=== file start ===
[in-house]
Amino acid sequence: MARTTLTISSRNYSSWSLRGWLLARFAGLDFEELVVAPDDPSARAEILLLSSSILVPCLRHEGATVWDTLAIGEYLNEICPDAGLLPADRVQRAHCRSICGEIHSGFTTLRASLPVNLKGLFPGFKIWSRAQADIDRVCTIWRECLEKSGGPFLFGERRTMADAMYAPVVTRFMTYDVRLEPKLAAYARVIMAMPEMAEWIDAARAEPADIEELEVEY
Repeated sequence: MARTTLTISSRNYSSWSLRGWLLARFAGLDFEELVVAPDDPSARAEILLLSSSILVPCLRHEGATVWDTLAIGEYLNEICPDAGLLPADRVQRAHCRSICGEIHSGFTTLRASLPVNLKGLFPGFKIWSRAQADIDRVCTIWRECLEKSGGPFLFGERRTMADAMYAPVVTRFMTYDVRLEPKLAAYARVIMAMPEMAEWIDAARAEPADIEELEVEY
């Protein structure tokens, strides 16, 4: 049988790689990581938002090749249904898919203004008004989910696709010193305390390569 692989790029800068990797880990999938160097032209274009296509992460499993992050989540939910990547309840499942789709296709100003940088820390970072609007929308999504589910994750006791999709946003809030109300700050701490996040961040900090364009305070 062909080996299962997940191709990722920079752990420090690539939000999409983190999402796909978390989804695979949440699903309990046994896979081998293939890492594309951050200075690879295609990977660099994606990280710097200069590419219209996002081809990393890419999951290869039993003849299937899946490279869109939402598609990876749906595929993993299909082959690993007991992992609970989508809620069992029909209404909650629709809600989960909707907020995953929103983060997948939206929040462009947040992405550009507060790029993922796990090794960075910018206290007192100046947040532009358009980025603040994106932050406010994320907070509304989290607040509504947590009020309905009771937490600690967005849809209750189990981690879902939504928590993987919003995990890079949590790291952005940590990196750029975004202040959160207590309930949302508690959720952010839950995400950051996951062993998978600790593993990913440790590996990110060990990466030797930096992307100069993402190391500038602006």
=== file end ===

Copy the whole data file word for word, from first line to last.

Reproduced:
[in-house]
Amino acid sequence: MARTTLTISSRNYSSWSLRGWLLARFAGLDFEELVVAPDDPSARAEILLLSSSILVPCLRHEGATVWDTLAIGEYLNEICPDAGLLPADRVQRAHCRSICGEIHSGFTTLRASLPVNLKGLFPGFKIWSRAQADIDRVCTIWRECLEKSGGPFLFGERRTMADAMYAPVVTRFMTYDVRLEPKLAAYARVIMAMPEMAEWIDAARAEPADIEELEVEY
Repeated sequence: MARTTLTISSRNYSSWSLRGWLLARFAGLDFEELVVAPDDPSARAEILLLSSSILVPCLRHEGATVWDTLAIGEYLNEICPDAGLLPADRVQRAHCRSICGEIHSGFTTLRASLPVNLKGLFPGFKIWSRAQADIDRVCTIWRECLEKSGGPFLFGERRTMADAMYAPVVTRFMTYDVRLEPKLAAYARVIMAMPEMAEWIDAARAEPADIEELEVEY
């Protein structure tokens, strides 16, 4: 049988790689990581938002090749249904898919203004008004989910696709010193305390390569 692989790029800068990797880990999938160097032209274009296509992460499993992050989540939910990547309840499942789709296709100003940088820390970072609007929308999504589910994750006791999709946003809030109300700050701490996040961040900090364009305070 062909080996299962997940191709990722920079752990420090690539939000999409983190999402796909978390989804695979949440699903309990046994896979081998293939890492594309951050200075690879295609990977660099994606990280710097200069590419219209996002081809990393890419999951290869039993003849299937899946490279869109939402598609990876749906595929993993299909082959690993007991992992609970989508809620069992029909209404909650629709809600989960909707907020995953929103983060997948939206929040462009947040992405550009507060790029993922796990090794960075910018206290007192100046947040532009358009980025603040994106932050406010994320907070509304989290607040509504947590009020309905009771937490600690967005849809209750189990981690879902939504928590993987919003995990890079949590790291952005940590990196750029975004202040959160207590309930949302508690959720952010839950995400950051996951062993998978600790593993990913440790590996990110060990990466030797930096992307100069993402190391500038602006």